Democrats Kick Off Virtual Convention
The official campaign to oust Donald Trump is off to a good start.
I did not watch the opening night of the Democratic National Convention. The events have become increasingly compact in recent cycles and being forced to go virtual by a global pandemic surely rendered it surreal. Still, it set the right tone, for my tastes anyway.
Washington Post (“On Democratic convention’s first night, speakers blame Trump for America’s woes“):
Democrats kicked off their virtual nominating convention Monday with a focused denunciation of President Trump, showcasing dozens of testimonials that culminated in lancing criticism from former first lady Michelle Obama, who cast Trump as incapable of meeting America’s needs and said Joe Biden would usher in racial justice and ease the coronavirus pandemic.
In the centerpiece speech of the night, a searing indictment of her husband Barack Obama’s successor, Obama declared that Trump has mishandled the pandemic and failed to respond to outcries over the deaths of Black Americans. She warned that the nation would suffer more if he is elected to a second term.
“Let me be as honest and clear as I possibly can: Donald Trump is the wrong president for our country. He has had more than enough time to prove that he can do the job, but he is clearly in over his head. He cannot meet this moment. He simply cannot be who we need him to be for us,” she said, before quoting a line Trump used about covid-19 deaths in a recent interview: “It is what it is.”
Other testimonials against Trump’s stewardship ranged from democratic socialist Sen. Bernie Sanders (I-Vt.) to Ohio’s Republican former governor John Kasich, both of whom have pleaded with the country to set aside ideological differences to defeat Trump. The daughter of a covid-19 patient angrily blamed her father’s death on Trump during the broadcast, which repeatedly showed victims of the coronavirus.
The unprecedented virtual convention program, without crowds, floor fights or sign waving, reflected the extraordinary limits of current public health guidelines, as the country continues to keep socially distant in the face of a pandemic that has killed more than 167,000 Americans this year. Occasional live shots of Democratic delegates watching at home were cut in throughout the night to replicate some sense of a normal event.
In a truncated two-hour format, organizers sought to showcase a united front in support of presumptive Democratic nominee Biden, who appeared frequently in the program through speaking clips, still photos and prerecorded video. Borrowing heavily from the tropes of live cable television, he hosted a brief roundtable discussion with civil rights activists, including Gwen Carr, the mother of Eric Garner, who died in police custody in New York in 2014.
Most speeches lasted just a couple of minutes or less, leaving Obama with the longest address to close out the night. She acknowledged that voting might be even more difficult this year for some.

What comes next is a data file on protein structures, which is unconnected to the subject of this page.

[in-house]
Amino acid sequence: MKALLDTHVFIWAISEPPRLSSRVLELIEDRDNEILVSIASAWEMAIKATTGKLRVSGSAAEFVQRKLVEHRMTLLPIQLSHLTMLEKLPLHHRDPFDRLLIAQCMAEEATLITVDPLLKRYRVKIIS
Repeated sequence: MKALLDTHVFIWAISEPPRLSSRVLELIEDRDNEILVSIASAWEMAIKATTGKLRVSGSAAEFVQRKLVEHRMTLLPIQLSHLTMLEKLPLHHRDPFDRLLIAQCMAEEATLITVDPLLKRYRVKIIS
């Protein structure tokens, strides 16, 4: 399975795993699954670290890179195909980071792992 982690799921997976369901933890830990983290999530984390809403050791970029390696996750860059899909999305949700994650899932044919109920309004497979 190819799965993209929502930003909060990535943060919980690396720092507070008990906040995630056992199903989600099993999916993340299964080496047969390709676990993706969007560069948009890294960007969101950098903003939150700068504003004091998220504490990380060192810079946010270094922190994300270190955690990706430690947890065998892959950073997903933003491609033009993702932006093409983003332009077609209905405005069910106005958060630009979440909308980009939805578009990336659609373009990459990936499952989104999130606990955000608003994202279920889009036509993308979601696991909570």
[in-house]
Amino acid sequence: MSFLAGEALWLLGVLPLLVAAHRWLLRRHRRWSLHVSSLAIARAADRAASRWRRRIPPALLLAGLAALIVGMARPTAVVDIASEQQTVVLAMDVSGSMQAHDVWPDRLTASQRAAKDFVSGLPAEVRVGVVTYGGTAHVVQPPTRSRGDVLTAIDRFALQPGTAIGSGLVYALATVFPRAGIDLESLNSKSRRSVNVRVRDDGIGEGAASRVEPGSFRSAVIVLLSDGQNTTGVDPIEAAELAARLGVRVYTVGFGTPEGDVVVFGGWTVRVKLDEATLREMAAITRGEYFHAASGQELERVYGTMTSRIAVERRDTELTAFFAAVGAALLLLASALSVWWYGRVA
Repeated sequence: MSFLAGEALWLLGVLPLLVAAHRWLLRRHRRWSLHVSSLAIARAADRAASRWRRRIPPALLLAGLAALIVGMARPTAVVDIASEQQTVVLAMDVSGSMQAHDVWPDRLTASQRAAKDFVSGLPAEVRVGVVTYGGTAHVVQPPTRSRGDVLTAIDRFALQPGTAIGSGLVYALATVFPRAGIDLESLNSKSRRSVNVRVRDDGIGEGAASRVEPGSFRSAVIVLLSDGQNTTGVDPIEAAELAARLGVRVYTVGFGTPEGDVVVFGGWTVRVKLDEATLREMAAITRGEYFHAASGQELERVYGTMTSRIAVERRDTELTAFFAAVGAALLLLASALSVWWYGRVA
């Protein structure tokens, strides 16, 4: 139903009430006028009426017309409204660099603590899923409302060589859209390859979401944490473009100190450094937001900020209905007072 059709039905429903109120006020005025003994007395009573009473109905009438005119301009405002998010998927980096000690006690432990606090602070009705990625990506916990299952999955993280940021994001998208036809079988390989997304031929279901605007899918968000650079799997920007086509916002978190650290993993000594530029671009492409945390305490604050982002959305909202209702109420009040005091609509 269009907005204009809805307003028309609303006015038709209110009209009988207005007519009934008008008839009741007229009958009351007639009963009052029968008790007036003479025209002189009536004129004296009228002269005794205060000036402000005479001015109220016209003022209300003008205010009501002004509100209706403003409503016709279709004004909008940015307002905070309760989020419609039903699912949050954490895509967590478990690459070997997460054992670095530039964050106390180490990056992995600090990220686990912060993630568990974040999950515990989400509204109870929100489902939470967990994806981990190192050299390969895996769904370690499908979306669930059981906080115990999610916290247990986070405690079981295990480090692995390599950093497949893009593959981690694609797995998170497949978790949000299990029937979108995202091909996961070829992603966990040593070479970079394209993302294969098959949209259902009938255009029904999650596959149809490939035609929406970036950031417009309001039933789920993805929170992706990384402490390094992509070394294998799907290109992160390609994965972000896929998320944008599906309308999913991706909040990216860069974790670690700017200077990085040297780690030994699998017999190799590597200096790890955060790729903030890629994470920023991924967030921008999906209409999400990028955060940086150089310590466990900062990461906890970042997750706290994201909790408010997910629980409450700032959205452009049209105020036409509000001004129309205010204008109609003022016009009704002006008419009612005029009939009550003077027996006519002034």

“We have got to grab our comfortable shoes, put on our masks, pack a brown-bag dinner and maybe breakfast, too, because we’ve got to be willing to stand in line all night if we have to,” she said.
Obama repeated and expanded on her 2016 convention plea for Democrats to “go high” when their opponents go low.
“Going high means standing fierce against hatred,” she said. “Going high means unlocking the shackles of lies and mistrust with the only thing that can set us free — cold, hard truth.”
New York Times (“Democrats Begin Virtual Convention, Hailing Biden and Denouncing Trump“):
Democrats opened the most extraordinary presidential nominating convention in recent history on Monday night with a program that spanned the gamut from socialists to Republicans, from the relatives of George Floyd to family members of those killed by the coronavirus, in a two-hour event that was a striking departure from the traditional summer pageant of American democracy.
Truncated and conducted virtually because of the coronavirus crisis, the presentation at times resembled an online awards show, and it offered a vivid illustration of how both the pandemic and widespread opposition to President Trump have upended the country’s politics.
Senator Bernie Sanders of Vermont, speaking before Mrs. Obama, gave voice to what he described as the historic stakes this November, arguing that “this election is about preserving our democracy” and alluding to his own family’s experience with Nazi Germany.
“This is not normal,” he said, “and we must never treat it like it is.”
Kicking off a four-day conclave during which they hope to both win over moderates who are uneasy with Mr. Trump’s divisive leadership and energize liberals who are unenthusiastic about their own nominee, Democrats reached for the recent past.
They showcased Mr. Sanders, the leader of the left and their reigning presidential runner-up; a handful of Republican defectors, including former Gov. John R. Kasich of Ohio; and the most popular figure from the previous administration, Mrs. Obama.
They hailed Mr. Biden, the former vice president, who will formally accept his party’s nomination on Thursday, and his running mate, Senator Kamala Harris of California,and made clear their deep apprehension about the country’s future if Mr. Trump were to win a second term.
This strikes me as the right strategy: highlight the range of support for Biden and opposition for Trump. Having a disaffected member of the opposition party in Kasich highlights how awful Trump is. Having Sanders, the symbol of the progressive wing that has not quite managed to win the nomination the last two cycles but is surely the party’s future go early makes sense, too. And closing with Michelle Obama, quite likely the party’s most popular, least divisive figure, was shrewd.